Fire risk still high


Fire risk still high

Be ready: urging locals to be ready for fires this season was Gippsland’s Community Safe presenter John Henshaw. He is with Koonwarra CFA’s Ross Considine, Anthony Clemann, Harry Forrester and South Gippsland Shire Council emergency management co-ordinator Linda Jamieson.

FIRE brigades have been spreading awareness of bushfires, with informal information sessions over the past few weeks.
The sessions kicked off on New Year’s Eve, with the Mirboo North CFA hosting a road accident rescue display and supplying the community with valuable fire information.
CFA volunteers and staff helped residents complete their fire plan and discussed free bushfire risk assessments.
Many tourists attended the next information session at the Walkerville Caravan Park.
“This was really successful,” CFA brigade support officer Jodi Butler said.
“We were able to connect with a whole group of people that we never have before.
“Most of the people that we chatted with were tourists who were there for only about a month at a time but still didn’t have a fire plan.”
Meetings were held at Port Welshpool and Koonwarra on Saturday, and Venus Bay on Sunday.
People are becoming less cautious about bushfires as the memories of Black Saturday are erased from their memories, according to CFA community presenter, John Henshaw at Koonwarra on Saturday.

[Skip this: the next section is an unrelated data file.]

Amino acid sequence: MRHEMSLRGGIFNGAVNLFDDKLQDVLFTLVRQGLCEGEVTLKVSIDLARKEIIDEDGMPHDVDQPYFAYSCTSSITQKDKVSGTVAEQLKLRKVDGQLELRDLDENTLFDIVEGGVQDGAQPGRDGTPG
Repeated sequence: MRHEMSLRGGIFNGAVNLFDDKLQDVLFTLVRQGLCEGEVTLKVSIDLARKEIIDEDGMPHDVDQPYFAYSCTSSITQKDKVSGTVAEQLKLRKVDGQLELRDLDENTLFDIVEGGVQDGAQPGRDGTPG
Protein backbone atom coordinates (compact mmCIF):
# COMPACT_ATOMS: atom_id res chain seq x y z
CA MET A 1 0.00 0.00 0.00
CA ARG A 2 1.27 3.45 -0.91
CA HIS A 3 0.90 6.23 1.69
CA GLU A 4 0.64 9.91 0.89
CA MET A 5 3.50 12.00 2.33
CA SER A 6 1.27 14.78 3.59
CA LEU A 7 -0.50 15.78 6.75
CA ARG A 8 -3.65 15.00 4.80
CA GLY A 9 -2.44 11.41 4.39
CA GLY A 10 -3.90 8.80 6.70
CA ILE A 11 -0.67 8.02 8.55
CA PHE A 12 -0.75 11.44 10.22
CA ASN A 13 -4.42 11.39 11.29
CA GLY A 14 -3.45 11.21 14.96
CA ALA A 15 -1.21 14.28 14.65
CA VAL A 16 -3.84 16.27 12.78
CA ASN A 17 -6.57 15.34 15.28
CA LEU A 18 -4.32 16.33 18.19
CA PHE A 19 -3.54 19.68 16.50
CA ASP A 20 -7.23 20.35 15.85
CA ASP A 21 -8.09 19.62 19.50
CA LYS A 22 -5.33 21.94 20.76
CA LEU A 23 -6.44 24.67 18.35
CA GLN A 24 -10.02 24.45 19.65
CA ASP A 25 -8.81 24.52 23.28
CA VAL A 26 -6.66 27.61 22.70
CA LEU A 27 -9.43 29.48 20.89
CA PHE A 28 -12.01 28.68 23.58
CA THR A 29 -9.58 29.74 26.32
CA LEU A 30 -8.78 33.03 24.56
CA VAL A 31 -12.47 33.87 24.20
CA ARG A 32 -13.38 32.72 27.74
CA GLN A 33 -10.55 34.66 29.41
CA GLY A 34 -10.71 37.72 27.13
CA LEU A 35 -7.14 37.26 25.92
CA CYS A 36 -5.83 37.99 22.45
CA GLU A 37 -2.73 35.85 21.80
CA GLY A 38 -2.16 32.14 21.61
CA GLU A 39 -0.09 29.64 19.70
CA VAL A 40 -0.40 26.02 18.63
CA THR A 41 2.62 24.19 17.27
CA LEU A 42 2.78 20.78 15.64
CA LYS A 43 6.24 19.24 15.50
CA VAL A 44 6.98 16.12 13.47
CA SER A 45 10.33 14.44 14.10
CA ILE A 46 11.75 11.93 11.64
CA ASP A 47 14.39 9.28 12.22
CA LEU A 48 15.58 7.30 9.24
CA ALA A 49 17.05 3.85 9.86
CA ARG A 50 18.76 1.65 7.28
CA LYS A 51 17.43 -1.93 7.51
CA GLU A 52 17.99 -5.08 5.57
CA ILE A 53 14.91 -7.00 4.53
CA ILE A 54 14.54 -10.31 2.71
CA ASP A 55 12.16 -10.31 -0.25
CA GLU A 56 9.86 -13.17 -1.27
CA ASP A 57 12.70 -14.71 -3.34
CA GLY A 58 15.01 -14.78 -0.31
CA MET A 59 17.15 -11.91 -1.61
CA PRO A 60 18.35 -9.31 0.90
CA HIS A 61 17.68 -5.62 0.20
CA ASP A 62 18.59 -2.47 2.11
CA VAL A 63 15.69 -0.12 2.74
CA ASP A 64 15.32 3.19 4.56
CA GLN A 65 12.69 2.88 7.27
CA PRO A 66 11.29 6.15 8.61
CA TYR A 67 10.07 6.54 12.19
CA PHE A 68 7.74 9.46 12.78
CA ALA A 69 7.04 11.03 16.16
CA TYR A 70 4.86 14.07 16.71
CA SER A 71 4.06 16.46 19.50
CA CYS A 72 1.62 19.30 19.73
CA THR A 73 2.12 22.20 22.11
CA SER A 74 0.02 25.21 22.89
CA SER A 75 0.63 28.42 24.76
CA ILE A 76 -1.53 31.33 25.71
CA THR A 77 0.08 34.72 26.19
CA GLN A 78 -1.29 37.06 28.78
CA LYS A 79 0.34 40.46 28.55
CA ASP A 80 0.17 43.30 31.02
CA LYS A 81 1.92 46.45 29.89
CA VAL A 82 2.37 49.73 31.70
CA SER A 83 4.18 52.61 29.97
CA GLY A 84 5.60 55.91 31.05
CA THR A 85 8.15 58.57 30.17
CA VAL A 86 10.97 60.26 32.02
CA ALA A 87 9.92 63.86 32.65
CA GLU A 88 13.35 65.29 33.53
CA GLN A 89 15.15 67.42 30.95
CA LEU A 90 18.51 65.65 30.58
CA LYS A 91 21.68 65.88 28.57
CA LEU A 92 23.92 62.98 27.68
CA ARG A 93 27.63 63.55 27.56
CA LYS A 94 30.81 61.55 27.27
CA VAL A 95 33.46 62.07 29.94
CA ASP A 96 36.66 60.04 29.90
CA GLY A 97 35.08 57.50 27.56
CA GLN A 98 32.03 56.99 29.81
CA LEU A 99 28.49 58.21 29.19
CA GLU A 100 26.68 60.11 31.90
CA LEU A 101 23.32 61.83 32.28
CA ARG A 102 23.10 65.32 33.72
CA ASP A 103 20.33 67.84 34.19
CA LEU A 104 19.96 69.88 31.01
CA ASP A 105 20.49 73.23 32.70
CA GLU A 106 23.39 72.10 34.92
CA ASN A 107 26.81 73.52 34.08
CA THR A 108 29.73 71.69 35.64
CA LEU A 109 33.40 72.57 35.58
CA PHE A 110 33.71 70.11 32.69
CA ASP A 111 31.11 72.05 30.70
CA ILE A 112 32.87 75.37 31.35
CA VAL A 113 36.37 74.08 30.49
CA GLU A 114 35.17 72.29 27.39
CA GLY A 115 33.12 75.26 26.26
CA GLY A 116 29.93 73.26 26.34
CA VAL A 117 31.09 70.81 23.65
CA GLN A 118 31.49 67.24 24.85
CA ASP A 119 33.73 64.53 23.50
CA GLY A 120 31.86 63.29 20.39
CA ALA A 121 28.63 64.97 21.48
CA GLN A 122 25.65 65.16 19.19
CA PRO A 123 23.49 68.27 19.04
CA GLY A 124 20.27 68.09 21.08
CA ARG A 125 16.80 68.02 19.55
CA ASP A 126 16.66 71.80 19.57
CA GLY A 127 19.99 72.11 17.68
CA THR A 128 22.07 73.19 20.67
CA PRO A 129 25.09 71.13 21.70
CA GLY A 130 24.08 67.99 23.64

But the Gippsland officer said three years on, the threat was just as real.
“No one should be feeling completely safe. The real threat this year could be grass fires, given the amount of rain we’ve had,” he said.
Incidences of grass fires have been increasing across the state.
The fires can burn up to two metres high and travel 30 to 40 kilometres an hour, destroying everything in their path.
“We just hope people have got a plan, no matter what it is. Are they going to try and defend their house or leave?” Mr Henshaw said.
Preparing a fire plan was the focus at Venus Bay.
“We used to just give all the information to people and tell them to go fill it out themselves,” Ms Butler said.
“But this year we’re offering to sit down one on one and work out a fire plan for your home.”
Ms Butler said it was important to develop a personal fire plan.
“Your plan can be different to your neighbour’s,” she said.
“You might have pets to consider or disabled or elderly people in your house.”
The last of the fire information sessions is on the Sandy Point foreshore this Saturday, January 14, between 10am and 2pm.

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Posted by on Jan 11 2012. Filed under Featured, News. You can follow any responses to this entry through the RSS 2.0. You can leave a response or trackback to this entry

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